Man charged in Cabela's tag-switching scam sentenced to one year

A Texas man charged with defrauding a Cabela's store of thousands of dollars worth of merchandise was sentenced today to one year in the Hennepin County Adult Correctional Facility.

The Hennepin County District Court also ruled that Michael Gura, 53, cannot be a registered Amazon.com or eBay.com user. If Gura commits another crime within the next three years, he will serve 34 months in prison.

Gura, of Fort Worth, was allegedly printing out fake UPC labels in his car, then taking them into the Cabela's in Rogers, Minn., and pasting them onto high-value merchandise, according to a complaint filed with the Hennepin County Attorney's office in June.

Authorities believe Gura took as much as $100,000 worth of merchandise from Cabela's stores around the country using a similar method, and then selling it on Amazon.com, Gunbroker.com and eBay.com.

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He pleaded guilty on June 25 to four of nine felony counts, including possession of burglary or theft, theft by swindle, possession of burglary or theft, and receiving stolen property, according to the Hennepin County Attorney's office.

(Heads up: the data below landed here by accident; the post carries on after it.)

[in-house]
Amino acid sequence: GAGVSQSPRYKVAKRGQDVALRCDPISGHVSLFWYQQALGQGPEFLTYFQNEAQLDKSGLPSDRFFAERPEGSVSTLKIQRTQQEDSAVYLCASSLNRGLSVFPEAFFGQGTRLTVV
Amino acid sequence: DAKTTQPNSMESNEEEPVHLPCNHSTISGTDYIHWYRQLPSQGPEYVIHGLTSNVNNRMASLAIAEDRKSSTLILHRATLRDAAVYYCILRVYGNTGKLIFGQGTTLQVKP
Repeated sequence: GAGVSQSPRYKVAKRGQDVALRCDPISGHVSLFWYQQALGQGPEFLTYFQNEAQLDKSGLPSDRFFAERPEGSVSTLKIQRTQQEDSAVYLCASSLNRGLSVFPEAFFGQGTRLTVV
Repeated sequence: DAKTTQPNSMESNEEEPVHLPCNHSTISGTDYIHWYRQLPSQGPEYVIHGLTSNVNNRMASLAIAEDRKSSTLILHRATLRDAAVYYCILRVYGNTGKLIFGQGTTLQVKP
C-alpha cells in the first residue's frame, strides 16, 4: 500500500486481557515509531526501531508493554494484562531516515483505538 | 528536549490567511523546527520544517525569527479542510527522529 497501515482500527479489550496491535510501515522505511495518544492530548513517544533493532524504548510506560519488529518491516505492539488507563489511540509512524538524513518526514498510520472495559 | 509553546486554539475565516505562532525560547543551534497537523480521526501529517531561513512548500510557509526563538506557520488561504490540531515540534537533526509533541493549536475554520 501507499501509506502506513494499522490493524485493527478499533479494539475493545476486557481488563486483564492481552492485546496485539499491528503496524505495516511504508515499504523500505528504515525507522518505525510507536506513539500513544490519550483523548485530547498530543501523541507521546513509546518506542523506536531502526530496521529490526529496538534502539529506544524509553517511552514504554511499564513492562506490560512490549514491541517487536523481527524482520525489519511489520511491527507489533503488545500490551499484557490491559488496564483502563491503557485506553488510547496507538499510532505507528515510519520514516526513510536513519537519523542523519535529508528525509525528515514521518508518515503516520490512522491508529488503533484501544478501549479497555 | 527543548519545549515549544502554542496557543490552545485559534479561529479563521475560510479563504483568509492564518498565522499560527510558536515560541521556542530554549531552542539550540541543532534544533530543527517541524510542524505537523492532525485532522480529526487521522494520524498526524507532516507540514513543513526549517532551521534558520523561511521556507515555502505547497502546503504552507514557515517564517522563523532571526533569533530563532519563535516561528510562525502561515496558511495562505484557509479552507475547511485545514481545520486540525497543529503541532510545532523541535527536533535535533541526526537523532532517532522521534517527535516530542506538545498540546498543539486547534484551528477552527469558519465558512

According to the complaint, on May 28, Gura asked a sales associate at the Cabela's in Rogers for a set of Leice Geovid brand binoculars, which retail for $2,395.

Because of the value of the binoculars, loss prevention officers started to follow Gura using closed circuit television monitors.

Officials believe Gura then entered the store's clothing department and switched the tickets on the binoculars. Once he got to the cash register, he proceeded to pay for the binoculars, which rang up for $109.99, the complaint said.

Gura made it to the parking lot, when officers with the Rogers Police Department arrested him and transported him to the Hennepin County jail.

Deputies there found four bar code stickers in his pocket, two of which matched the bar code sticker that was placed on the binoculars, the complaint said.

Investigators said that Gura had been in the store the previous day and bought an additional $4,065 worth of merchandise, but only paid $368 after swapping out the bar codes.

A search of Gura's car found 166 fraudulent bar codes, which authorities believe he made on a laptop computer in his car, according to the complaint.